Ed said he had thought long and hard about standing against his older sibling, while David earlier insisted “brotherly love will survive”.
The pair are the only two Labour MPs to have announced they are standing for the party leadership.
Speaking before Ed confirmed his decision David Miliband said he was “absolutely confident” the family could “remain strong” whatever happened.
Ex-Schools Secretary Ed Balls and backbencher Jon Cruddas have both indicated they are considering a bid.
Alan Johnson, Harriet Harman, Yvette Cooper and Jack Straw have ruled themselves out of the race.


2010 Thai political protest

The 2010 Thai political protests are an ongoing series of protests against the ruling government in Thailand. The protests are the result of an ongoing political crisis and turned violent in March-May 2010.
Anger against Thai Prime Minister Abhisit Vejjajiva’s government was high throughout 2009, with regular rumours of a military coup. In February 2010, Abhisit tightened security in anticipation of a controversial Supreme Court ruling. When the February 26 ruling came, protest was limited, but the National United Front of Democracy Against Dictatorship (UDD) announced it would organise a March 14 protest and call for new elections. Abhisit further tightened security in anticipation of the protest. The media was censored, and radio stations and television stations sympathetic to the protesters were shut down.
The March 14 protests were large and mostly peaceful, and demanded the dissolution of Parliament and general elections. The protests were based at Phan Fah bridge on Ratchadamdoen Road and went on for several weeks. Dozens of bombs were set off away from the main protest location, but no one was injured and no arrests were made. Tensions rose rapidly in early April, as protesters built barricades in the Ratchaprasong commercial district of Bangkok, shutting down commerce and traffic in the area. On April 8, Abhisit declared a state of emergency in Bangkok. On April 10, government troops attempted to disperse the protesters at Phan Fah, resulting in the deaths of 24 people and injuries to at least 800 others. Negotiations between the government and the protesters failed to reach agreement on a date for elections. On April 22, a series of grenade attacks killed at least one person and injured 86 others. A UDD proposal to hold elections in 3 months was rejected outright by Abhisit on national TV. On April 28, Thai security forces and anti-government protesters clashed on the outskirts of Bangkok, with troops firing both over and then directly into a crowd of Red Shirts to keep them from expanding their demonstrations. At least 16 protesters were wounded and one soldier was killed, although there were claims that the death was due to friendly fire. On May 3, Abhisit announced a reconciliatory roadmap which included elections on November 14. The roadmap was tentatively accepted by the protesters. However, tensions still escalated. On the evening of Thursday May 13, Khattiya Sawasdiphol (“Seh Daeng”), a prominent security advisor to the Red Shirts, was shot in the head by what was apparently a sniper’s bullet while he was giving an interview to the New York Times. The shooting kicked off two nights of clashes between security forces and the protesters, leading to at least 16 deaths and over a hundred injuries by Saturday morning. The state of emergency was expanded to 17 provinces nationwide.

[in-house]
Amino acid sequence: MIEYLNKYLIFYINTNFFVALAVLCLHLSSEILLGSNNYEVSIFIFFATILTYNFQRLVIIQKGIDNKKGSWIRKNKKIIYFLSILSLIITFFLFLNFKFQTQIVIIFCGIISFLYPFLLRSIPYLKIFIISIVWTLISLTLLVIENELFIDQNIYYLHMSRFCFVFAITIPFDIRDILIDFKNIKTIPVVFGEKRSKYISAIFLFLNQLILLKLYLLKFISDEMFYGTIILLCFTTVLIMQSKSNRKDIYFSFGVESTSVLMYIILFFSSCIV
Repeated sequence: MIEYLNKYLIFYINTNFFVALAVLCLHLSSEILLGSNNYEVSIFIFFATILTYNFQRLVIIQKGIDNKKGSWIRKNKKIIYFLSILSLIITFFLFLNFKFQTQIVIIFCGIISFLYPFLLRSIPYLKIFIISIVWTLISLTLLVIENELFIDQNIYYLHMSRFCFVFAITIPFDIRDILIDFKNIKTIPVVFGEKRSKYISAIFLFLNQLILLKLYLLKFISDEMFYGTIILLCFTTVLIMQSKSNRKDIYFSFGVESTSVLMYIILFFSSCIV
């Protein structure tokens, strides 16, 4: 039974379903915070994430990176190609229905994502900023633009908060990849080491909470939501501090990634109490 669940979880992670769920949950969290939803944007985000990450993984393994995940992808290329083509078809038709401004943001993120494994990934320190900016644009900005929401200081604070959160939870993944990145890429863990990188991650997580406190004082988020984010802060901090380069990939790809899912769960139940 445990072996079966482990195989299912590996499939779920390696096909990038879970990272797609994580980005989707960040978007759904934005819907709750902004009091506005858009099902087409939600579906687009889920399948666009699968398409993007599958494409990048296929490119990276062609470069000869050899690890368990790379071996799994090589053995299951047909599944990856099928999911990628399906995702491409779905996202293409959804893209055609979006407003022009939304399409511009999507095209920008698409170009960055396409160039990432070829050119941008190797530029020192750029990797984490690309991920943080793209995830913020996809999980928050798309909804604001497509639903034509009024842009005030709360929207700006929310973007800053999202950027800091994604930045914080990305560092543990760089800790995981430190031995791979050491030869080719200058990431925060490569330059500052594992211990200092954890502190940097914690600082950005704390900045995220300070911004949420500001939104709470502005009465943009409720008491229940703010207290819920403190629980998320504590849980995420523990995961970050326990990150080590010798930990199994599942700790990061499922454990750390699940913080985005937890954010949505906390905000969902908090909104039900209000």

– (Wikipedia)


UK and US embassies shut down as violence worsens

The British embassy in Bangkok has temporarily closed following an upsurge of violence in the Thai capital.
Quinton Quayle, the British Ambassador to Thailand, told the BBC he was in the building and was monitoring the protests taking place nearby.
He advised against all but essential travel to Bangkok and other areas.
Anti-government, red-shirted protesters have been occupying parts of Bangkok since March, and a state of emergency has been called in the capital.
Quayle told the BBC that the embassy was closed to the public as the roads around the building had been blocked off.
He said: “We do have a team here in the embassy, and I’m one of them, who are monitoring the situation, providing advice to the British community, updating our travel advice and generally trying to follow what is a fairly unpredictable and tense situation.
“With outbreaks of violence happening in various parts of Bangkok, it is difficult to keep track of it all.”
He advised Britons only to visit the capital if essential and those already there should consider whether they should be travelling around the city.
He said the embassy had been speaking to a number of honorary consuls dotted around the country about the protests but there had been no reports of “serious trouble”.
Meanwhile the U.S. embassy, located near the protest area, has shut down, at least until Monday.
Since April 28, when it issued a travel alert, the State Department has advised U.S. citizens to avoid all non-essential travel to Thailand; some hotels in the capital city have urged guests to relocate. – (BBC News)


Libyan plane crash survivor told of his family’s fate

Ruben van Assouw, the nine-year-old Dutch boy who was the sole survivor of a plane crash in Libya, has been told his parents and brother were killed, his family has said.
“We have explained to Ruben exactly what happened,” said a statement from the boy’s aunt and uncle read out to media in Tripoli. “He knows that his parents and his brother are dead.”
The statement said the boy was doing well under the circumstances and had seen the flowers and messages of support sent to him.
“The time ahead will be a difficult period for us,” the statement said. “We hope that the media will respect our privacy.”
The boy, from the southern city of Tilburg, is recovering in a Tripoli hospital after surgery on his smashed legs.
He had been returning from a safari holiday in South Africa with his parents and 11-year-old brother, all of whom died when an Afriqiyah Airways Airbus A330 from Johannesburg disintegrated on landing on Wednesday.
Dutch officials also confirmed he will return home on Saturday, accompanied by his aunt and uncle.
Earlier Ruben told a Dutch newspaper he was “fine” but could remember nothing of the crash.
“My name is Ruben and I am from Holland,” Telegraaf newspaper reported on a telephone conversation with the only survivor of the Afriqiyah Airways Airbus A330 that disintegrated on landing at Tripoli airport.
“I am fine, but my legs hurt a lot,” the boy said.
“I am in a hospital,” Ruben said. “I don’t know how I got here, I don’t know anything more. I really want to go home.” – (Telegraph)